“Serving Married Couples throughout Adelaide South Australia and surrounding areas since 1848”
With each marriage come new rights and new responsibilities. If you already had a Will and estate plan created when you were single, then you need to bring your estate plan up-to-date to reflect your new situation following marriage. This is because in every state and territory of Australia, marriage automatically revokes all prior Wills and codicils (with only very rare exceptions).
Unfortunately, many married couples mistakenly assume that they can automatically make personal, health care and financial decisions for one another should either spouse become legally incapacitated due to a serious injury or illness. But that’s only partially true.
Without proper estate planning to appoint your spouse as the incapacity decision-maker, he or she will not have full legal authority to make all of the important decisions that may need to be made for you.
- privacy and confidentiality laws will bar access to your medical records;
- the ability to consult with your attending physician;
- banking & financial laws limit control over personal finances;
- superannuation regulations do not permit spouses automatic access to information or funds.
Unless you legally appoint the decision-maker of your own selection in advance through proper estate planning, then a court or tribunal will select one for you if the need arises. While they might appoint your spouse, the process to accomplish this is time-consuming, expensive, frustrating, intimidating, and it discloses your private personal and financial information to the public record and is a real hassle for you and your spouse.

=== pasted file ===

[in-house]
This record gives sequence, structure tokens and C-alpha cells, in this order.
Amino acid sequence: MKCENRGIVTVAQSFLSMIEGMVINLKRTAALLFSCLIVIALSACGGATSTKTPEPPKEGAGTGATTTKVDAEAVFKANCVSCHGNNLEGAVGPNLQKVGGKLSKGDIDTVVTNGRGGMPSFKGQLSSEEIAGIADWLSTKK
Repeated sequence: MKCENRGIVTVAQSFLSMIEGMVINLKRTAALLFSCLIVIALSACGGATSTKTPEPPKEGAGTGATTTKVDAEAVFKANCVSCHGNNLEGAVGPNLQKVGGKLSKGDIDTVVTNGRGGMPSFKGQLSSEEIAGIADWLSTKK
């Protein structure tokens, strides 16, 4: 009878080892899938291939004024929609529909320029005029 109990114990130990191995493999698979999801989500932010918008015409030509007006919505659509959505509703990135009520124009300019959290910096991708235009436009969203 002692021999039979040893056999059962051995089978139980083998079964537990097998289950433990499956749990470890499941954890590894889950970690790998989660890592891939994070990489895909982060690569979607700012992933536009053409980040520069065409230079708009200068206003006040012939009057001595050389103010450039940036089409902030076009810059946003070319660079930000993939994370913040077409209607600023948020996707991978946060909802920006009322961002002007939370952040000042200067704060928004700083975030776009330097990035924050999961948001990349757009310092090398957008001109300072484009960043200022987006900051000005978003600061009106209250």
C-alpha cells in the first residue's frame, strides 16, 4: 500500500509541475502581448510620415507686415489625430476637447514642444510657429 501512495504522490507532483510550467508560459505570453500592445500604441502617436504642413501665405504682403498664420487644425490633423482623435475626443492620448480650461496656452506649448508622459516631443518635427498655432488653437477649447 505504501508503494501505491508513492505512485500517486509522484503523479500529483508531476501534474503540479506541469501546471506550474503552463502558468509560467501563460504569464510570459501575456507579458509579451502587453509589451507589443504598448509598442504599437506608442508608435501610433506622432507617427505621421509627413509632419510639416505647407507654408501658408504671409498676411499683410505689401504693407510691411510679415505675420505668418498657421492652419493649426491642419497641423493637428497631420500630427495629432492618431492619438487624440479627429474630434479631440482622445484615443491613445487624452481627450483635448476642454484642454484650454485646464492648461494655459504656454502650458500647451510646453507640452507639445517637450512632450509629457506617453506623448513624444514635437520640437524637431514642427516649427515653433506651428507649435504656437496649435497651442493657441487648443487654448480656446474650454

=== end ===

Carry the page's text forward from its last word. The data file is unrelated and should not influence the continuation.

Did you know that in the absence of proper estate planning, your assets may be distributed after death based on “one-size-fits-all” state laws written for people who do not have their own estate plan? Of course, this impersonal estate plan written by state lawmakers probably will not reflect your own unique circumstances and objectives for your spouse and assets.
Fortunately, we can help you avoid disaster and replace that impersonal, state-written, one-size-fits-all estate plan with one we design together for your unique circumstances and objectives. We can help you coordinate the beneficiary nominations on your life insurance and superannuation with your estate plan to avoid unpleasant, unintended consequences.